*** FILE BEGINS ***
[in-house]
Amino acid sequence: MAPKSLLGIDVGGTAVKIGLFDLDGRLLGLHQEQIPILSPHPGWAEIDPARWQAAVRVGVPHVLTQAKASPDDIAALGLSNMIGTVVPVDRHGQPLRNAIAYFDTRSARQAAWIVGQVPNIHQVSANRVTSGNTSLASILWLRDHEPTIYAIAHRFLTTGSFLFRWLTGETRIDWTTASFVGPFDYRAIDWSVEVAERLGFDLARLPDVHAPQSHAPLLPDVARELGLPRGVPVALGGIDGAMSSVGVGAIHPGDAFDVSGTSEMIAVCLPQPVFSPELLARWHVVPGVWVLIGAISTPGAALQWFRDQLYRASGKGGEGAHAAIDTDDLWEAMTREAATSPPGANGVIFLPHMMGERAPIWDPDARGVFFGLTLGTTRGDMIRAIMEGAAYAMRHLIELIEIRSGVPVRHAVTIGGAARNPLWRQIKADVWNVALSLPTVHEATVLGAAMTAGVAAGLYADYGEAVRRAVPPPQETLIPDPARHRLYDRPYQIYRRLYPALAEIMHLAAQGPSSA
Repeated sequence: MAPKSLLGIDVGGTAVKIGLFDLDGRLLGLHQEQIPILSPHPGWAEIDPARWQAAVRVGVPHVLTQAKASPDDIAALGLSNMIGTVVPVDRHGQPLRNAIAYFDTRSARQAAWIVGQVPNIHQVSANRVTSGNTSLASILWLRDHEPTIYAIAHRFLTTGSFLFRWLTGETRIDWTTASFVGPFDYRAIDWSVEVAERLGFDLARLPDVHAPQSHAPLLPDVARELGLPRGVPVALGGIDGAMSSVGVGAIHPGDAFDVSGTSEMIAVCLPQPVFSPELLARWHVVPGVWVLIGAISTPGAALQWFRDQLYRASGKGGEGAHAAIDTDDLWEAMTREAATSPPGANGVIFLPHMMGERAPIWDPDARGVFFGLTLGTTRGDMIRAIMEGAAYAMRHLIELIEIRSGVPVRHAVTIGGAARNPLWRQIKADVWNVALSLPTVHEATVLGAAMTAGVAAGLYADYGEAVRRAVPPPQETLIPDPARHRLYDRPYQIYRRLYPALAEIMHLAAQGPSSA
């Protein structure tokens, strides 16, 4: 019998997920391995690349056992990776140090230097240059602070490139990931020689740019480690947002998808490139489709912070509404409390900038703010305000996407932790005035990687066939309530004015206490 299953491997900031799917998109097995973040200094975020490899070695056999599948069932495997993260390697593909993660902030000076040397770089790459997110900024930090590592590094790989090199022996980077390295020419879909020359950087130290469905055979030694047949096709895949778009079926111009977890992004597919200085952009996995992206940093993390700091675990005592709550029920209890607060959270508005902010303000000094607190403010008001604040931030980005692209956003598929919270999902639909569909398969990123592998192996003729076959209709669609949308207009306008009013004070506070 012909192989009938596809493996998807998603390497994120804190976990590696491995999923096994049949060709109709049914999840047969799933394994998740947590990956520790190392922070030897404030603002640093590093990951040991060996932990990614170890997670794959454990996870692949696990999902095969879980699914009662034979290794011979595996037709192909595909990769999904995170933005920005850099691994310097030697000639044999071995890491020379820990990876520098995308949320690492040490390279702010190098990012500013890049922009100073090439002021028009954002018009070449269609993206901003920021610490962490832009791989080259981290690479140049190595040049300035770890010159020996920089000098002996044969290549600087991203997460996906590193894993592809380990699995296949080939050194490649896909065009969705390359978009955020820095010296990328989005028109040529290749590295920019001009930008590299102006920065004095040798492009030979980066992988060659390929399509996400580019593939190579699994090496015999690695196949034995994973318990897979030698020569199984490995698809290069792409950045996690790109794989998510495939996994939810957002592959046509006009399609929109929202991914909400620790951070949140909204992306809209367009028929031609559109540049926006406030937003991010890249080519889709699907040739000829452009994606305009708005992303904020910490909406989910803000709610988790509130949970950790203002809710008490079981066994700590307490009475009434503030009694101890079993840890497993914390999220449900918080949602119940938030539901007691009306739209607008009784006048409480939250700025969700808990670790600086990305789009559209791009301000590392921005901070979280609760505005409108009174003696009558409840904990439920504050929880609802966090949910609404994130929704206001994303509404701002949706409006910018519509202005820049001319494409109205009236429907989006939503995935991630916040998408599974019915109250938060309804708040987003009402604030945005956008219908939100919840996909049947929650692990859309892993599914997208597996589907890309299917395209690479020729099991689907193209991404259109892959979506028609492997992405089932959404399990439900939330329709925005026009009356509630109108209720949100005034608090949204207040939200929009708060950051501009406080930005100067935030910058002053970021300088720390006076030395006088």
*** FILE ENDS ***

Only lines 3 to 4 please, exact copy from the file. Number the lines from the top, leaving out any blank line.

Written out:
Repeated sequence: MAPKSLLGIDVGGTAVKIGLFDLDGRLLGLHQEQIPILSPHPGWAEIDPARWQAAVRVGVPHVLTQAKASPDDIAALGLSNMIGTVVPVDRHGQPLRNAIAYFDTRSARQAAWIVGQVPNIHQVSANRVTSGNTSLASILWLRDHEPTIYAIAHRFLTTGSFLFRWLTGETRIDWTTASFVGPFDYRAIDWSVEVAERLGFDLARLPDVHAPQSHAPLLPDVARELGLPRGVPVALGGIDGAMSSVGVGAIHPGDAFDVSGTSEMIAVCLPQPVFSPELLARWHVVPGVWVLIGAISTPGAALQWFRDQLYRASGKGGEGAHAAIDTDDLWEAMTREAATSPPGANGVIFLPHMMGERAPIWDPDARGVFFGLTLGTTRGDMIRAIMEGAAYAMRHLIELIEIRSGVPVRHAVTIGGAARNPLWRQIKADVWNVALSLPTVHEATVLGAAMTAGVAAGLYADYGEAVRRAVPPPQETLIPDPARHRLYDRPYQIYRRLYPALAEIMHLAAQGPSSA
């Protein structure tokens, strides 16, 4: 019998997920391995690349056992990776140090230097240059602070490139990931020689740019480690947002998808490139489709912070509404409390900038703010305000996407932790005035990687066939309530004015206490 299953491997900031799917998109097995973040200094975020490899070695056999599948069932495997993260390697593909993660902030000076040397770089790459997110900024930090590592590094790989090199022996980077390295020419879909020359950087130290469905055979030694047949096709895949778009079926111009977890992004597919200085952009996995992206940093993390700091675990005592709550029920209890607060959270508005902010303000000094607190403010008001604040931030980005692209956003598929919270999902639909569909398969990123592998192996003729076959209709669609949308207009306008009013004070506070 012909192989009938596809493996998807998603390497994120804190976990590696491995999923096994049949060709109709049914999840047969799933394994998740947590990956520790190392922070030897404030603002640093590093990951040991060996932990990614170890997670794959454990996870692949696990999902095969879980699914009662034979290794011979595996037709192909595909990769999904995170933005920005850099691994310097030697000639044999071995890491020379820990990876520098995308949320690492040490390279702010190098990012500013890049922009100073090439002021028009954002018009070449269609993206901003920021610490962490832009791989080259981290690479140049190595040049300035770890010159020996920089000098002996044969290549600087991203997460996906590193894993592809380990699995296949080939050194490649896909065009969705390359978009955020820095010296990328989005028109040529290749590295920019001009930008590299102006920065004095040798492009030979980066992988060659390929399509996400580019593939190579699994090496015999690695196949034995994973318990897979030698020569199984490995698809290069792409950045996690790109794989998510495939996994939810957002592959046509006009399609929109929202991914909400620790951070949140909204992306809209367009028929031609559109540049926006406030937003991010890249080519889709699907040739000829452009994606305009708005992303904020910490909406989910803000709610988790509130949970950790203002809710008490079981066994700590307490009475009434503030009694101890079993840890497993914390999220449900918080949602119940938030539901007691009306739209607008009784006048409480939250700025969700808990670790600086990305789009559209791009301000590392921005901070979280609760505005409108009174003696009558409840904990439920504050929880609802966090949910609404994130929704206001994303509404701002949706409006910018519509202005820049001319494409109205009236429907989006939503995935991630916040998408599974019915109250938060309804708040987003009402604030945005956008219908939100919840996909049947929650692990859309892993599914997208597996589907890309299917395209690479020729099991689907193209991404259109892959979506028609492997992405089932959404399990439900939330329709925005026009009356509630109108209720949100005034608090949204207040939200929009708060950051501009406080930005100067935030910058002053970021300088720390006076030395006088």